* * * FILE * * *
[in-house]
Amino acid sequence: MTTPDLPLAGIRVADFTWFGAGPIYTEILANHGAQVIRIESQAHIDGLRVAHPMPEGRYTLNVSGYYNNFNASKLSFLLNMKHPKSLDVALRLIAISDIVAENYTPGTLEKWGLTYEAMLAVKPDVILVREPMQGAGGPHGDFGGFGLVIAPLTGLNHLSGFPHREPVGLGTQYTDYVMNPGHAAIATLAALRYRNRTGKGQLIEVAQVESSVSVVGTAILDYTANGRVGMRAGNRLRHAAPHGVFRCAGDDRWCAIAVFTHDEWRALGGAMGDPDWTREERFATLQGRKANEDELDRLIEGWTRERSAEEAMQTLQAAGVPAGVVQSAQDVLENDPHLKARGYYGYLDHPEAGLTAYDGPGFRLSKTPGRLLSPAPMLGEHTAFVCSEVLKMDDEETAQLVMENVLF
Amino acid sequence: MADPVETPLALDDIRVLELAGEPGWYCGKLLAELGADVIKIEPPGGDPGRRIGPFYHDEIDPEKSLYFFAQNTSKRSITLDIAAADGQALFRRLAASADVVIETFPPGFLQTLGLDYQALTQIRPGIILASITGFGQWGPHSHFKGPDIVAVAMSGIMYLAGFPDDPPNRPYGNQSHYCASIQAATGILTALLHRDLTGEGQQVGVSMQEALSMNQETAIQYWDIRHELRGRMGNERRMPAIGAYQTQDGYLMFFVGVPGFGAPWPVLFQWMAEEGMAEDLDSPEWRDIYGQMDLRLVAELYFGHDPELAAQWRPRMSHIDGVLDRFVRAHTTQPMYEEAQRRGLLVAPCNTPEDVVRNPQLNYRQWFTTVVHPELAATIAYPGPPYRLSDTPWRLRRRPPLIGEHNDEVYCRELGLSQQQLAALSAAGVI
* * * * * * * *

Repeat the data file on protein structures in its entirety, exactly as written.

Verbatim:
[in-house]
Amino acid sequence: MTTPDLPLAGIRVADFTWFGAGPIYTEILANHGAQVIRIESQAHIDGLRVAHPMPEGRYTLNVSGYYNNFNASKLSFLLNMKHPKSLDVALRLIAISDIVAENYTPGTLEKWGLTYEAMLAVKPDVILVREPMQGAGGPHGDFGGFGLVIAPLTGLNHLSGFPHREPVGLGTQYTDYVMNPGHAAIATLAALRYRNRTGKGQLIEVAQVESSVSVVGTAILDYTANGRVGMRAGNRLRHAAPHGVFRCAGDDRWCAIAVFTHDEWRALGGAMGDPDWTREERFATLQGRKANEDELDRLIEGWTRERSAEEAMQTLQAAGVPAGVVQSAQDVLENDPHLKARGYYGYLDHPEAGLTAYDGPGFRLSKTPGRLLSPAPMLGEHTAFVCSEVLKMDDEETAQLVMENVLF
Amino acid sequence: MADPVETPLALDDIRVLELAGEPGWYCGKLLAELGADVIKIEPPGGDPGRRIGPFYHDEIDPEKSLYFFAQNTSKRSITLDIAAADGQALFRRLAASADVVIETFPPGFLQTLGLDYQALTQIRPGIILASITGFGQWGPHSHFKGPDIVAVAMSGIMYLAGFPDDPPNRPYGNQSHYCASIQAATGILTALLHRDLTGEGQQVGVSMQEALSMNQETAIQYWDIRHELRGRMGNERRMPAIGAYQTQDGYLMFFVGVPGFGAPWPVLFQWMAEEGMAEDLDSPEWRDIYGQMDLRLVAELYFGHDPELAAQWRPRMSHIDGVLDRFVRAHTTQPMYEEAQRRGLLVAPCNTPEDVVRNPQLNYRQWFTTVVHPELAATIAYPGPPYRLSDTPWRLRRRPPLIGEHNDEVYCRELGLSQQQLAALSAAGVI